During the sermon, as he emphasised the generous offer of mercy to all who come to Christ…’Immediately one, and another, and another sunk to the earth. They dropped on every side as thunderstruck.’ (p.188)

He then gives various descriptions of sorrow being turned to joy in those who were affected.

A Doctor’s Story
On April 30th Wesley recorded this incident:

‘We understood that many were offended at the cries of those on whom the power of God came; among whom was a physician, who was much afraid there might be fraud or imposture in the case.

‘Today, one whom he had known many years was the first (while I was preaching in Newgate) who broke out ‘into strong cries and tears.’ He could hardly believe his own eyes and ears.

‘He went and stood close to her, and observed every symptom, till great drops of sweat ran down her face, and all her bones shook. He then knew not what to think, being clearly convinced it was not fraud nor yet any natural disorder.

‘But when both her soul and body were healed in a moment, he acknowledged the finger of God.’ (p.189)

Wesley, as Edwards had done before him, was careful not to ridicule or harshly judge those who responded to the power of God’s Spirit in these overt ways.

And, as with Edwards, we must remember that these things were happening primarily in the evangelistic context. They were not a ‘draw card’ as such, but seemed to be evidence of God’s presence and of conviction of sin, and conversion.

Perhaps we need to take a step back from the highly ordered nature of much modern evangelism and ask God to reveal His holiness and power once again.

© 2009 Lex Loizides

All You Need is Love

Jonathan Edwards, who said it before the Beatles!
Jonathan Edwards, who said it before the Beatles!

Jonathan Edwards is famous for an evangelistic sermon in which he was urging people to escape from the coming judgement of God.

He is not so famous for his faithful ministry, excellent sermons on a very wide range of topics and other writing.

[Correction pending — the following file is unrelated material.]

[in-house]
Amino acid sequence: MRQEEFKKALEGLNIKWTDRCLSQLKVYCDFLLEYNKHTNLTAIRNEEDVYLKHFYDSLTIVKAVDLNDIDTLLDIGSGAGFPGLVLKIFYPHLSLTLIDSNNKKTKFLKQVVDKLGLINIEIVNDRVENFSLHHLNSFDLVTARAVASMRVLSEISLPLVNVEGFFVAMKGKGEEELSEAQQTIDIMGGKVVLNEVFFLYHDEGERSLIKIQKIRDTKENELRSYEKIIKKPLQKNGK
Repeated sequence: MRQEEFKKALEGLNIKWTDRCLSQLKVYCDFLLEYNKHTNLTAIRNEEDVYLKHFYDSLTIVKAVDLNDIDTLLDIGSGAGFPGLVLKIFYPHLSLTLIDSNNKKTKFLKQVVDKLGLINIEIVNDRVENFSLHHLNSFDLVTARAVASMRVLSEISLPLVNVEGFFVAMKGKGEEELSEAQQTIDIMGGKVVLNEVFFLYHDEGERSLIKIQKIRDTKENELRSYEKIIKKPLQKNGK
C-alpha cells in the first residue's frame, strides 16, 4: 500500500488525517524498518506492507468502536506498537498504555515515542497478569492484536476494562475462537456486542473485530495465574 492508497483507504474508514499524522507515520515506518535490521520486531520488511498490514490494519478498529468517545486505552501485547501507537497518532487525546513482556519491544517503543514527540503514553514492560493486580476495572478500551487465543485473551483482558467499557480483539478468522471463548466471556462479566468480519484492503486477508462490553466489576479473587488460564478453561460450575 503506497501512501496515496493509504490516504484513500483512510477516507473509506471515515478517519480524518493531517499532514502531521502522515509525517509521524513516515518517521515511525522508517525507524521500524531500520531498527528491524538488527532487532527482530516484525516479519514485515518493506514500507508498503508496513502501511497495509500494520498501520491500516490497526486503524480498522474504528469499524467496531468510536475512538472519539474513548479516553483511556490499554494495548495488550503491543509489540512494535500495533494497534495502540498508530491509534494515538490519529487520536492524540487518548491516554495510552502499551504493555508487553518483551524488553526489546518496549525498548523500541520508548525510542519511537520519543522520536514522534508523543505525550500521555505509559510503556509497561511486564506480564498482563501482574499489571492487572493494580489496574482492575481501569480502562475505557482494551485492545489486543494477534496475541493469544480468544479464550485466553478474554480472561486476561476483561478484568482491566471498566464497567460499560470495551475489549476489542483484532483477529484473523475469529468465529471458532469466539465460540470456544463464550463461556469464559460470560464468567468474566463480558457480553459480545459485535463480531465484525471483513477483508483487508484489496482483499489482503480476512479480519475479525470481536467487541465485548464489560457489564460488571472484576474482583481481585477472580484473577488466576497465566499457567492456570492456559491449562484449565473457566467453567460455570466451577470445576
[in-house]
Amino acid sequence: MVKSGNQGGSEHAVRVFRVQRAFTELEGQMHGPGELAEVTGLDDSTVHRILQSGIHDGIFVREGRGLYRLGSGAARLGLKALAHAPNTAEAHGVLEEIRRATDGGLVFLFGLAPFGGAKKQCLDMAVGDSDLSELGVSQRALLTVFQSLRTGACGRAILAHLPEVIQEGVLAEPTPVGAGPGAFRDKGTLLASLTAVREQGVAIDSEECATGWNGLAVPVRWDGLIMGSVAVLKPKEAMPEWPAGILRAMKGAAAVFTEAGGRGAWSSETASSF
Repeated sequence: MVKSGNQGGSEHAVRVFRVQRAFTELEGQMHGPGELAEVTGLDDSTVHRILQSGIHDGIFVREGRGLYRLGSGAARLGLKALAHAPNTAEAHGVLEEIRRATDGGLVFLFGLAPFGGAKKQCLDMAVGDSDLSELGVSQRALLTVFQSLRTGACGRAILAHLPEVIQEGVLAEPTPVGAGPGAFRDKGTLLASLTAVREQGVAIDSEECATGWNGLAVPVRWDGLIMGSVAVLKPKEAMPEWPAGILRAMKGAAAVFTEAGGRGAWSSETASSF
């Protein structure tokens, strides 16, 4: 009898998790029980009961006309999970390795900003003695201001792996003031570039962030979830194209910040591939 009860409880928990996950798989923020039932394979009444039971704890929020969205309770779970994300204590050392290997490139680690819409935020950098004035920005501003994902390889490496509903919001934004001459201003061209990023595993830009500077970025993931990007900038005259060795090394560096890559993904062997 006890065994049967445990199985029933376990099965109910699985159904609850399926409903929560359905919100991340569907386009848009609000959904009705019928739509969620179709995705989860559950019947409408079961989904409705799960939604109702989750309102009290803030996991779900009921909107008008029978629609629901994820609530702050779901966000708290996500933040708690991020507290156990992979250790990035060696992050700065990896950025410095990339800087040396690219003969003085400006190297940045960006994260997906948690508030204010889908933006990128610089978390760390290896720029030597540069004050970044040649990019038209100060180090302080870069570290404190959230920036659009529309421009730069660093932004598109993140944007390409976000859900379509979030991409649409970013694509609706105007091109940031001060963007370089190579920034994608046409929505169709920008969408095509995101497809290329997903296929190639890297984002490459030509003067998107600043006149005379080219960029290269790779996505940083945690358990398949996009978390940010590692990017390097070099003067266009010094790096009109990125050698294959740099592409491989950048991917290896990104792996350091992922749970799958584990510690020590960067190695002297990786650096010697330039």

We’ve been enjoying some choice quotes from ‘Charity and its Fruits’, based on ‘the Love Chapter’ often read at weddings, 1 Corinthians 13.

Here, we conclude our inspirational quotes from Edwards. I hope these insights spur you on to love God with all your heart and others as yourself.

Genuinely doing good for others
‘Love…is that disposition which leads us to have a desire for, or delight in, the good of another; and that is the main thing in Christian love.’ (p. 104)

On doing good when it costs us
‘It is easy for God to make up, and more than make up, to us, all that we thus give for the good of others.’ (p.109)

Heaven – a World of Love
‘Heaven is the palace or presence-chamber of the high and holy One, whose name is love, and who is both the cause and source of all holy love.’ (p. 326)

The Trinity a Fountain of Love
‘God is the fountain of love, as the sun is the fountain of light. And therefore the glorious presence of God in heaven, fills heaven with love, as the sun, placed in the midst of the visible heavens in a clear day, fills the world with light.’ (p.326)

‘There dwells God the Father, God the Son, and God the Spirit, united as one, in infinitely dear, and incomprehensible, and mutual, and eternal love.’ (p.327)

The Holy Spirit in Heaven
‘There dwells the Holy Spirit — the Spirit of divine love, in whom the very essence of God, as it were, flows out, and is breathed forth in love, and by whose immediate influence all holy love is shed abroad in the hearts of all the saints on earth and in heaven.’ (p.327)

All references to the Banner of Truth Edition

You can purchase ‘Charity and its Fruits’ here
If you haven’t been following the blog, you can begin reading about Jonathan Edwards and the great revival that took place in his town here

© 2009 Lex Loizides

Cultivating Humility

Winston Churchill
Winston Churchill

One of Winston Churchill’s most famous and funny quips concerned his political opponent Clement Attlee. Apparently interrupting a Churchill rant, a friend said, ‘But surely, Mr. Churchill, you admit that Mr. Attlee is a humble man?’ To which Churchill replied, ‘He is a humble man, but then he has much to be humble about!’

Churchill himself was, of course, criticised many times for his over confidence!

To dwell on the quality of humility is good for the soul.

Jonathan Edwards, in his careful style, does just that in his sermons on 1 Corinthians 13. The sermons were collected together and published as ‘Charity and its Fruits’. Here are a few quotes that go right to the heart of the matter.

On Self-Centredness
‘As you have not made yourself, so you were not made for yourself.’ (Charity and its Fruits, Banner of Truth, p.181)

On Self-importance